I believe that incompetence can provide personal freedom. Now, I’m not saying that it will produce peace in the Middle East, but well positioned ineptness can give you the power to create your own kind of comfortable life.
I can still picture the horrified look on my husband’s face when he saw the late charges posted onto our account. It was just one bill that I neglected to pay by its due date, but it was undoubtedly the beginning of a trend. After a discussion, we both agreed that in the future he should handle the finances for our household. What a huge relief that was for me, the creative thinking, paperwork-loathing wife.
It occurred to me at that time that there might be something to this whole inability thing. Maybe dumb blondes were really not so dumb. I was beginning to realize that choosing to be incompetent allows you the opportunity to have someone else do your dirty work for you. In other words, when you do something badly, people rarely ask you to do it again.
This idea of playing the part of the poor little woman who was incapable of taking care of things herself, initially sickened me. After all, I don’t back down from challenges. I am a liberated woman who is as competent as any man at a myriad of tasks. But, on the occasion of being relieved from my bill paying duties, I have to admit that a devious thought came to me. I realized that an opportunity presented itself. What other tasks could I perform poorly?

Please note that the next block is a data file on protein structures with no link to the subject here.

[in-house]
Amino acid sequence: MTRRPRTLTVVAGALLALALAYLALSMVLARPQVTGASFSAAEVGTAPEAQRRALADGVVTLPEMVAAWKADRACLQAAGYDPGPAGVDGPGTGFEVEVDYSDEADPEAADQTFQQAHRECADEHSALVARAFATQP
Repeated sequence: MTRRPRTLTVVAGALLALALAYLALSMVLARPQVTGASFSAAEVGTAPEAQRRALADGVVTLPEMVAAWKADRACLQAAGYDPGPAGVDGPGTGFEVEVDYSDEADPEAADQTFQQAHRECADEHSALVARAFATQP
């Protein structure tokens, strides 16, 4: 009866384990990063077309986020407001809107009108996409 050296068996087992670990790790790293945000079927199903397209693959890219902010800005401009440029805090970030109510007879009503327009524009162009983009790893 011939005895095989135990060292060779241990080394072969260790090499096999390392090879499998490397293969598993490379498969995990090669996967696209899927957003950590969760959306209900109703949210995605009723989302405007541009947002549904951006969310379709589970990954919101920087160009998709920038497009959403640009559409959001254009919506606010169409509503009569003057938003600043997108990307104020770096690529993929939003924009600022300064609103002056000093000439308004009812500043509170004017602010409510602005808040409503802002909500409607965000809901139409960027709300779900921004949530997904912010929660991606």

Yes, housekeeping! With very little effort, I have become a successful disaster in the laundry room. I am also incapable of wiping a table without leaving a few crumbs or sticky spots behind. And, why would anyone want to wash dishes or empty a dishwasher? Just drop a few plates and crash! mission accomplished.
Certainly, some allowances would soon have to be made for my newfound ineptness. It wouldn’t be entirely fair for my dear husband to have to do all of the housework. That’s when paper plates, and Karen, my housekeeper came into our lives.
Initially I felt badly about my manipulated freedom. Then I realized that everyone else seemed to already know about this little scheme. When I asked my housekeeper to handle the chore of grocery shopping, for some reason this otherwise brilliant woman couldn’t seem to tell the difference between a pepperoni pizza box and one that had a picture of a plain pizza on it. After weeks of bringing home the wrong items, and a gift for turning a one hour shopping trip into a three hour adventure, she was relieved of that duty.
Guess who does the shopping now? That’s right, my husband! But don’t feel sorry for him. This man who runs a company with over 50 employees is somehow incapable of wrapping a gift or choosing his own clothes. Hmmm. I believe I am on to him!
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